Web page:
by
Plaintiff was 43 years old when she began working for Defendants. She worked for approximately 15 years before retiring at age 58 due to rheumatoid arthritis. In 2000, Plaintiff successfully applied for disability retirement. Years later, Plaintiff brought a putative class action lawsuit, alleging that Defendants discriminate on the basis of age in violation of the Fair Employment and Housing Act (FEHA) (Gov. Code, 12900) by providing reduced disability retirement benefits to older employees who took disability retirement after working for the City for less than 22.22 years. Plaintiff alleged that she became aware her retirement benefits were based on her age after seeing an advertisement on or about July 20, 2017, more than 17 years after her retirement. The court dismissed on the ground that Plaintiff did not file a complaint with the Department of Fair Employment and Housing within one year of the date the alleged unlawful employment practice occurred. The court of appeal reversed. The disparate treatment and disparate impact claims were timely with respect to the allegedly discriminatory disability retirement payments that Plaintiff received within one year of the date on which she filed her DFEH complaint. View "Carroll v. City and County of San Francisco" on Justia Law

by
The Court of Appeal affirmed the trial court's order reappointing the public guardian of the county as conservator of D.P. under the Lanterman-Petris-Short Act, because D.P. was gravely disabled as a result of a mental disorder. In the published portion of the opinion, the court held that the trial court properly instructed the jury using the applicable statutory definition of gravely disabled. View "Conservatorship of D.P." on Justia Law

by
Defendant California Community College Athletic Association (Athletic Association) administered intercollegiate athletics for the California community college system. The parties agreed that, as a condition of participating in the intercollegiate football league, plaintiff Bakersfield College (the College) agreed to be bound by the Athletic Association’s bylaws and constitution, including a provision requiring the College to resolve any sanctions and penalty disputes by binding arbitration. Instead of proceeding through binding arbitration to challenge the sanctions and penalty decisions issued by the Athletic Association and codefendant the Southern California Football Association (the Football Association) against the College, the College and coplaintiffs Jeffrey Chudy and the Kern Community College District elected to file civil litigation. Plaintiffs argued they were excused from pursuing binding arbitration because the arbitration provision was unconscionable. The trial court said the “issue [wa]s close,” but ultimately, after severing the one-sided attorney fees subsections, found the arbitration provision was not unconscionable. The trial court, therefore, found plaintiffs’ litigation was barred by the failure to exhaust their administrative remedies. The Court of Appeal agreed with the trial court that this was a close case but concluded the arbitration provision was unconscionable. Accordingly, it reversed. View "Bakersfield College v. Cal. Community College Athletic Assn." on Justia Law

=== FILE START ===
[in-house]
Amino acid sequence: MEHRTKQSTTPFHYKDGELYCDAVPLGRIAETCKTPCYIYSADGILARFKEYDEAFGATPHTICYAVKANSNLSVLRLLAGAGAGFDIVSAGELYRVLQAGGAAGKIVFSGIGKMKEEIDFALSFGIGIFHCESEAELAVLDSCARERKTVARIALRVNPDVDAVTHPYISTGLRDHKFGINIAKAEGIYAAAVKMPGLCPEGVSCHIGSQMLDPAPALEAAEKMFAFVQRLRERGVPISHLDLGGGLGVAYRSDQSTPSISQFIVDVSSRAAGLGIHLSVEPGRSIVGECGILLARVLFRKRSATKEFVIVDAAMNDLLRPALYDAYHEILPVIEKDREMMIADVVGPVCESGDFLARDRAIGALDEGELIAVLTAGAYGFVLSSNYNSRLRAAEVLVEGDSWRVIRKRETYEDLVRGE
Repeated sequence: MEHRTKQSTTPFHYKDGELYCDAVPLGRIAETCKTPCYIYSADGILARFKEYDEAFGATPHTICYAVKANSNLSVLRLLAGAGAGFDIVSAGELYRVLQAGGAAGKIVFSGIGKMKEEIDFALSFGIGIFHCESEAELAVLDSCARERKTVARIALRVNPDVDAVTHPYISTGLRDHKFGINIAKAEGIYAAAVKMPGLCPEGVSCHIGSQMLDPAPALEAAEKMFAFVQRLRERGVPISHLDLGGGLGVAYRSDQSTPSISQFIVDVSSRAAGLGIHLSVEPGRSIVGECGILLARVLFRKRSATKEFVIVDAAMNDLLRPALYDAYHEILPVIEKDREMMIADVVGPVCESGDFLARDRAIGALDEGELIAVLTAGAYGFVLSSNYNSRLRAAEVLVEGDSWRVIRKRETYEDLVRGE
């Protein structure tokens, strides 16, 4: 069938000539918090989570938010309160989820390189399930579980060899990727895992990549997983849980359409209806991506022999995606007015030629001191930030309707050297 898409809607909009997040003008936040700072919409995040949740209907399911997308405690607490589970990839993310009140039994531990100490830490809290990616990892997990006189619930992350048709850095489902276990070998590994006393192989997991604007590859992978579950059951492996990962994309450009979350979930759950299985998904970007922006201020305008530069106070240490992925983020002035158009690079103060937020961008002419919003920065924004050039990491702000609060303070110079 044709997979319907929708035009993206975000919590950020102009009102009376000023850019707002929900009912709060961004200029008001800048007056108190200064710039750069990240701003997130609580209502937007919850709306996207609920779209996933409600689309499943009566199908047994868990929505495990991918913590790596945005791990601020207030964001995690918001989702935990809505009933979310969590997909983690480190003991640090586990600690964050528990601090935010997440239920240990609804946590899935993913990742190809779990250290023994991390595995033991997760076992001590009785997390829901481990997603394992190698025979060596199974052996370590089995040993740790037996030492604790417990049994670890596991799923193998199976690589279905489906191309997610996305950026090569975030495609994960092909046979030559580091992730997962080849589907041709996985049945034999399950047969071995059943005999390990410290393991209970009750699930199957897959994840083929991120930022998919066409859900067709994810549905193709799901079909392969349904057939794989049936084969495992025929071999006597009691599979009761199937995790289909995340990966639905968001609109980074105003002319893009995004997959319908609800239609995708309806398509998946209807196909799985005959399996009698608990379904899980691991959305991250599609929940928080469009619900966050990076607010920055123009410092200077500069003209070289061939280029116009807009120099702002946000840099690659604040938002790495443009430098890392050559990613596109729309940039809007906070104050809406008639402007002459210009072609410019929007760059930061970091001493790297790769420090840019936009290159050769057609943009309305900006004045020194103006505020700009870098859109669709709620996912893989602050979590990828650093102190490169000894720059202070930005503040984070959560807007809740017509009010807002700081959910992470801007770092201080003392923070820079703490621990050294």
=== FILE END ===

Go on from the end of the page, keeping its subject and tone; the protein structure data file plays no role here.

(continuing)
by
Real parties in interest Thomas and Helen Austin (the Austins) filed an action to recover development impact fees under the Mitigation Fee Act for the failure of petitioners County of El Dorado and its Community Development Agency (collectively “County”) to make prescribed findings to justify the continuing need for 11 fees assessed by the County and its special districts. The trial court denied a second demurrer that renewed the County’s previous claim that the limitations period for the Austins’ action expired. On the County’s petition for a writ of mandate to overturn this ruling, the Court of Appeal issued an alternative writ or order to show cause and issued a stay of proceedings. On plenary review, the Court of Appeal vacated the stay and denied the County's petition for a writ of mandate. While the Court agreed with the County that a one-year limitations period applied, if not made within one year of the deadline for findings, the Court surmised the plaintiff has only a limited remedy for the subsequent payments made within one year before filing a refund action, not the entire corpus existing at the time of the deadline. The County’s liability for failure to comply with its statutory duty is accordingly limited. The Court determined the trial court thus correctly overruled the demurrer, because there is at least some portion of the Austins’ cause of action for a refund that is timely. "Whether this merits further litigation of this matter is for the Austins to determine." View "County of El Dorado v. Superior Court" on Justia Law